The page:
When their parent has a mental illness

Nearly a quarter of Australia’s young people have a parent with a mental illness. Use these six steps to support the young people you work with and help them manage their family challenges. 

Daughter hugging dad both smiling

Young people are at a greater risk of developing mental health difficulties as well as experiencing a range of behavioural, educational, social and developmental challenges. On top of struggling with their own wellbeing, nearly a quarter of Australia's young people have a parent with a mental illness. It is now acknowledged that most professionals who work with young people will come across some families in this situation in the course of their work. The good news is that you can make an enormous difference to the lives of these young people and their families.


Six steps to making a difference

  1. Understand their experience in the context of their family

    Be aware of the family situation and be prepared to offer support to help strengthen relationships within families. Some young people may be caring for a parent with a mental illness or looking after siblings when a parent is unable to. Check out this free eLearning course ‘Keeping families and children in mind’

  2. Listen without judgement

    An important protective factor for children is having access to other supportive adults who they can go to when they have concerns or when their parent is unwell and they needs extra support. Try to listen without judgement, and be open to having the young person express their feelings. 

  3. Help to locate age-appropriate information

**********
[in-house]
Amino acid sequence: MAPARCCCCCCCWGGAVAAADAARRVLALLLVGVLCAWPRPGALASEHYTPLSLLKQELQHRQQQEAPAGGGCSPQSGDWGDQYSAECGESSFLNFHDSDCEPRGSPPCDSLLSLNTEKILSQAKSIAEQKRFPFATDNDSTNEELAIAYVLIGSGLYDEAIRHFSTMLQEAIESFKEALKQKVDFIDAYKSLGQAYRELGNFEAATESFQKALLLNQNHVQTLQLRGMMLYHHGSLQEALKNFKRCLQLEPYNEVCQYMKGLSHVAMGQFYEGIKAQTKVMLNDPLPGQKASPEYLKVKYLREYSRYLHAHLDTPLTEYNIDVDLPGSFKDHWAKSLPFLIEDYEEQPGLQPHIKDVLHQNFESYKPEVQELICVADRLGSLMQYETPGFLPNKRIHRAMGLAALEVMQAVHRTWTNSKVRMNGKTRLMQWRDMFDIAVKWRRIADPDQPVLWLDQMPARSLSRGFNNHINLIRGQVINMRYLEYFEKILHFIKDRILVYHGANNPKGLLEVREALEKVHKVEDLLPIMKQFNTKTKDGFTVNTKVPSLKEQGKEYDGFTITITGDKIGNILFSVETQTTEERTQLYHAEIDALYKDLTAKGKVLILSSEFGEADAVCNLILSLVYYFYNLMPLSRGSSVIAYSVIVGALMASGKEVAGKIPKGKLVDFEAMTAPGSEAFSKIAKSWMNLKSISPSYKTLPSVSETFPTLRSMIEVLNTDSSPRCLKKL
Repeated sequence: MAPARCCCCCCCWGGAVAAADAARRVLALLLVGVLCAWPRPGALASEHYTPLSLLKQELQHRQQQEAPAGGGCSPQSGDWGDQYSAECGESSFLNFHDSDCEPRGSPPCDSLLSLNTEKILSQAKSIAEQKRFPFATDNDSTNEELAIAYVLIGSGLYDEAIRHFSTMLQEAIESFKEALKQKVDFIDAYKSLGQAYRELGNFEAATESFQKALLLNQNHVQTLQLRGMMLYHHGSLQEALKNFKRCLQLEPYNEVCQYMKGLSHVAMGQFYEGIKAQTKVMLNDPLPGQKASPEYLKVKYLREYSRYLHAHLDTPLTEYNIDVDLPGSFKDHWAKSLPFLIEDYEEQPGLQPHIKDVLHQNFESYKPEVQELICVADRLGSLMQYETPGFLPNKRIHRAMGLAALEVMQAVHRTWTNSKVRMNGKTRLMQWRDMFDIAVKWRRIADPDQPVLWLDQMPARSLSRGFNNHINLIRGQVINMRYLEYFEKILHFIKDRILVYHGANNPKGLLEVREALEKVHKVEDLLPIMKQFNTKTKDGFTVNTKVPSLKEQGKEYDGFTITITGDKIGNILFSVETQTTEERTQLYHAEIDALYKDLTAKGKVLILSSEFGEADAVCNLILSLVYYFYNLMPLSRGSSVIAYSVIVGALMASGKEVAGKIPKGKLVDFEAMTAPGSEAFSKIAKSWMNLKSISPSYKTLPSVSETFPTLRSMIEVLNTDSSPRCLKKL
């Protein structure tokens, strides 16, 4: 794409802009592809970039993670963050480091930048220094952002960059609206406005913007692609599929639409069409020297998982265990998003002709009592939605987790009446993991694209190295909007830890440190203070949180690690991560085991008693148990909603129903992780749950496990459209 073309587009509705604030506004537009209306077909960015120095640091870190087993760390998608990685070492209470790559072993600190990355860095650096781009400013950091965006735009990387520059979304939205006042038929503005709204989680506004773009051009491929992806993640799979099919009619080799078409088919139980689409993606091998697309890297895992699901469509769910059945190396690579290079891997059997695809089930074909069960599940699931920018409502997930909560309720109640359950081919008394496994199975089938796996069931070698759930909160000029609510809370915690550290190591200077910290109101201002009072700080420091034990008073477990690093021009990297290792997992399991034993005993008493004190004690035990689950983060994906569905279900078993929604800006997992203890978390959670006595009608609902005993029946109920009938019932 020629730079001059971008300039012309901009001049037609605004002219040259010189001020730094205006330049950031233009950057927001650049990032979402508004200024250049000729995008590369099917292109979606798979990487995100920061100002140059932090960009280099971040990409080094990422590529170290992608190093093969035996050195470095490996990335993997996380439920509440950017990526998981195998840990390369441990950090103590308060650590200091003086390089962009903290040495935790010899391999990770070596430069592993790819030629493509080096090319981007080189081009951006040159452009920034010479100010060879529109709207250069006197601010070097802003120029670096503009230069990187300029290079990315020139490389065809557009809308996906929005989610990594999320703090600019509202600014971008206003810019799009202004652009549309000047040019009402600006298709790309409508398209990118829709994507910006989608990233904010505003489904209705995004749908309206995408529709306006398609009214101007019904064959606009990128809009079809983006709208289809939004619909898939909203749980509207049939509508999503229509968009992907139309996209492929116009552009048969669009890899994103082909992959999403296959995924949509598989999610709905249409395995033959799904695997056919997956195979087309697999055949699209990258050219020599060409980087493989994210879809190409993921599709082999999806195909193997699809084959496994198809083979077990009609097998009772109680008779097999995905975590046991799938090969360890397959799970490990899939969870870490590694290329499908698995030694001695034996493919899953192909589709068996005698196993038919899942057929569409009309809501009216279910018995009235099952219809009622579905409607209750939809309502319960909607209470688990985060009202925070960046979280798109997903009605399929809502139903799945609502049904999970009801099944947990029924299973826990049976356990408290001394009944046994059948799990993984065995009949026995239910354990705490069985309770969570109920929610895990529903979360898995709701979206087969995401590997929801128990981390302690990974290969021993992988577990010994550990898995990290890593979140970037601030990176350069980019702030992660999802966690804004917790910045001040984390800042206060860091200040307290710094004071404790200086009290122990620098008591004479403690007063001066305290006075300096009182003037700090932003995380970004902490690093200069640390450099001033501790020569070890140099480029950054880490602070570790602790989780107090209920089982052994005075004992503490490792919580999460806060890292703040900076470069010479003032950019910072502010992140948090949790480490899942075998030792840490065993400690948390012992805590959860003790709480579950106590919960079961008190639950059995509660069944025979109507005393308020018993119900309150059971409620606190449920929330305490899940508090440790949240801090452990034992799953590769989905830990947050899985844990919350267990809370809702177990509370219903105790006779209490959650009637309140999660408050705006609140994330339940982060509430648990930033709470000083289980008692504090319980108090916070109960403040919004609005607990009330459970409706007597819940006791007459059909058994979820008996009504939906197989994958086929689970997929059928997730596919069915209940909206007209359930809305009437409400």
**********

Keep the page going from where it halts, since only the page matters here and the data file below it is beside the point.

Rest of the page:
Assist them to find age-appropriate information on mental illness. For example:

  4. Encourage them to seek help when needed.

    Young people tell us that one of the barriers to recognising that they need help is that their sense of ‘normal’ is skewed by their life experiences. Gentle, open questions that explore their situation can help prompt an awareness of the need to get help. You can help them by talking about help-seeking in positive terms, emphasising the benefits of accepting help and reinforcing that it’s okay to have strong feelings or to need support. Some places they could find support are: 
    • Their local GP
    • Their local headspace centre or psychologist
    • Kids Helpline (ph 1800 88 1800) which is available 24/7 for free
    • The ReachOut.com forums
    • ReachOut.com has a bunch of information for young people on getting help

  5. Get the parents on board.

    Where possible, engage with the young person’s family (after getting permission from the young person first). Suggest that the parent access information and support; the COPMI website can help.

  6. Be prepared

    COPMI has a range of resources to help you support young people and their families where a parent has a mental illness. See the following: 


Next steps:

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